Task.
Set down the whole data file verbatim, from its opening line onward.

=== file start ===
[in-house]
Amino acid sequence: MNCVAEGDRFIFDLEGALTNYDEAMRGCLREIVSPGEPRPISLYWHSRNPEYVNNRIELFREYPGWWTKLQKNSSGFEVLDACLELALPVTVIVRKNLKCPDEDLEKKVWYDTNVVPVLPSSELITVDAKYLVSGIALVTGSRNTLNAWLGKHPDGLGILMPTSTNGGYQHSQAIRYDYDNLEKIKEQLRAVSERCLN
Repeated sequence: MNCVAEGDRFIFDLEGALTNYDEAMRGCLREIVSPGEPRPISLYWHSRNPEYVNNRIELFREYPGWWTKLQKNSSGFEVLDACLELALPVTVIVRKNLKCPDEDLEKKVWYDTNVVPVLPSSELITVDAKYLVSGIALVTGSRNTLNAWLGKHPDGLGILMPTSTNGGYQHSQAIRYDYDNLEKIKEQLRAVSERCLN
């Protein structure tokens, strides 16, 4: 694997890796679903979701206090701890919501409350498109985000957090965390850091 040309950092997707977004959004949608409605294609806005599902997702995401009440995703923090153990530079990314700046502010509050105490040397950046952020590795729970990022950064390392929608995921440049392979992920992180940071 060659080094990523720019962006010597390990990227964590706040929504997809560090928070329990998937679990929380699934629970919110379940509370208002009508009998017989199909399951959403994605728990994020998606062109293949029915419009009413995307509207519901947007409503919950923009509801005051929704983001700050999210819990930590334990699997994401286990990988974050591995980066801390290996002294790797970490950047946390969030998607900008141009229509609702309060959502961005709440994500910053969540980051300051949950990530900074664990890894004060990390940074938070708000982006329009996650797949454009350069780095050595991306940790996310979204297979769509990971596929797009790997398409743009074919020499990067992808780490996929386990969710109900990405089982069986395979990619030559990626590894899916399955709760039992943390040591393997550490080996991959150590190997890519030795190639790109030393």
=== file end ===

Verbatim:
[in-house]
Amino acid sequence: MNCVAEGDRFIFDLEGALTNYDEAMRGCLREIVSPGEPRPISLYWHSRNPEYVNNRIELFREYPGWWTKLQKNSSGFEVLDACLELALPVTVIVRKNLKCPDEDLEKKVWYDTNVVPVLPSSELITVDAKYLVSGIALVTGSRNTLNAWLGKHPDGLGILMPTSTNGGYQHSQAIRYDYDNLEKIKEQLRAVSERCLN
Repeated sequence: MNCVAEGDRFIFDLEGALTNYDEAMRGCLREIVSPGEPRPISLYWHSRNPEYVNNRIELFREYPGWWTKLQKNSSGFEVLDACLELALPVTVIVRKNLKCPDEDLEKKVWYDTNVVPVLPSSELITVDAKYLVSGIALVTGSRNTLNAWLGKHPDGLGILMPTSTNGGYQHSQAIRYDYDNLEKIKEQLRAVSERCLN
């Protein structure tokens, strides 16, 4: 694997890796679903979701206090701890919501409350498109985000957090965390850091 040309950092997707977004959004949608409605294609806005599902997702995401009440995703923090153990530079990314700046502010509050105490040397950046952020590795729970990022950064390392929608995921440049392979992920992180940071 060659080094990523720019962006010597390990990227964590706040929504997809560090928070329990998937679990929380699934629970919110379940509370208002009508009998017989199909399951959403994605728990994020998606062109293949029915419009009413995307509207519901947007409503919950923009509801005051929704983001700050999210819990930590334990699997994401286990990988974050591995980066801390290996002294790797970490950047946390969030998607900008141009229509609702309060959502961005709440994500910053969540980051300051949950990530900074664990890894004060990390940074938070708000982006329009996650797949454009350069780095050595991306940790996310979204297979769509990971596929797009790997398409743009074919020499990067992808780490996929386990969710109900990405089982069986395979990619030559990626590894899916399955709760039992943390040591393997550490080996991959150590190997890519030795190639790109030393």